NEW year revellers will be disappointed with the news that Glasgow city council has cancelled this years celebrations in George Square.
The authority said this week that the annual bash wasn’t generating enough value for money compared to other events throughout the year.
Council leader Gordon Matheson commented: “At the moment, we are being asked to justify spending £34 of public money per head on an event which just isn’t delivering value and, indeed, received a fair amount of negative feedback last year.
“This is on top of the £19 ticket price we are asking the public to pay.
“Contrast that with the free fireworks display in November which costs the council just £1.50 per head or the hugely-popular Christmas lights switch-on which costs £6 per head to stage”.
The Labour councillor added: “At a time when frontline services are under extreme financial pressure it is imperative that we get the best bang for every Glasgow buck — and that is not happening at the moment”.
Nonetheless, southside opposition councillors have spoken out against the move, calling it a “blow” to the city’s reputation.
Conservative councillor David Meikle told The Extra: “I understand money is tight and the council has to make tough spending decisions, but I’m disappointed that the event has been scrapped.
“Glasgow is a major city and attracts foreign visitors at Hogmanay because of its reputation so not to have an event is a blow - and I think it will be missed by people in Glasgow who go each year”.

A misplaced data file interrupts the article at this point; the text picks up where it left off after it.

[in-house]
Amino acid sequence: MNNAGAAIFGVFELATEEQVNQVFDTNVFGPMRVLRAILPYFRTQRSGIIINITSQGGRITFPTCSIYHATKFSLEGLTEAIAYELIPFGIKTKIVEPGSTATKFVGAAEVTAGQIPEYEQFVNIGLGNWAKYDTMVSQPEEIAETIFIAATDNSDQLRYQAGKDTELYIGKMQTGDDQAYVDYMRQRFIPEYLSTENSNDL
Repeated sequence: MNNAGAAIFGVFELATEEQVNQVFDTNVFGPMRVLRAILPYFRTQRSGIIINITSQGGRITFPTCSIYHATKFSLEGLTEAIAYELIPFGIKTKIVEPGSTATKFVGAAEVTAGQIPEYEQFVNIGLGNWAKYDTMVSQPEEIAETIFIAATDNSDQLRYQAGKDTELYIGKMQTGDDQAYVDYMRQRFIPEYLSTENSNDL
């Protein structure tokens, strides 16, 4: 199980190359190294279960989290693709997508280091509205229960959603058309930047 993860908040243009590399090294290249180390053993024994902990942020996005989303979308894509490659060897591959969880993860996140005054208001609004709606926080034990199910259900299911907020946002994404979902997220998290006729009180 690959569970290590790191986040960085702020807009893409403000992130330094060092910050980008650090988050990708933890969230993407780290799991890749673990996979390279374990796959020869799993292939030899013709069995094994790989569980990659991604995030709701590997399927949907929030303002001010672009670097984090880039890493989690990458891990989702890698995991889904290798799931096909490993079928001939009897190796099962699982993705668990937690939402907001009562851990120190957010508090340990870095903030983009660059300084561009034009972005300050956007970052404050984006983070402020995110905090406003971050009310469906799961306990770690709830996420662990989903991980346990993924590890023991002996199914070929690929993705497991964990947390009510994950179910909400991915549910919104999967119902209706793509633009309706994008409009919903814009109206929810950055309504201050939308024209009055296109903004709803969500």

The Pollokshields representative added: “I would have liked the council to exhaust all avenues to secure private funding or sponsorship to continue the event”.
Councillor Danny Alderslowe, the Scottish Green representative for southside central, added: “I think it will be missed by people who have friends and family visiting the city.
“As for money well spent, I have found the council overspending on [other] events, which doesn’t always add to the quality.
“The feat here is society is increasingly concerned with how much money can be made out of people, instead of what is best for them”.
As an alternative, the council plans to hold a family event in the square which will involve music, ceilidh dancing and the Glasgow Bonspiel curling tournament.
The GCC leader added that the council will now focus on promoting the family-friendly celebration, as well as Glasgow’s night life for those who still want to bring in the bells in the city centre.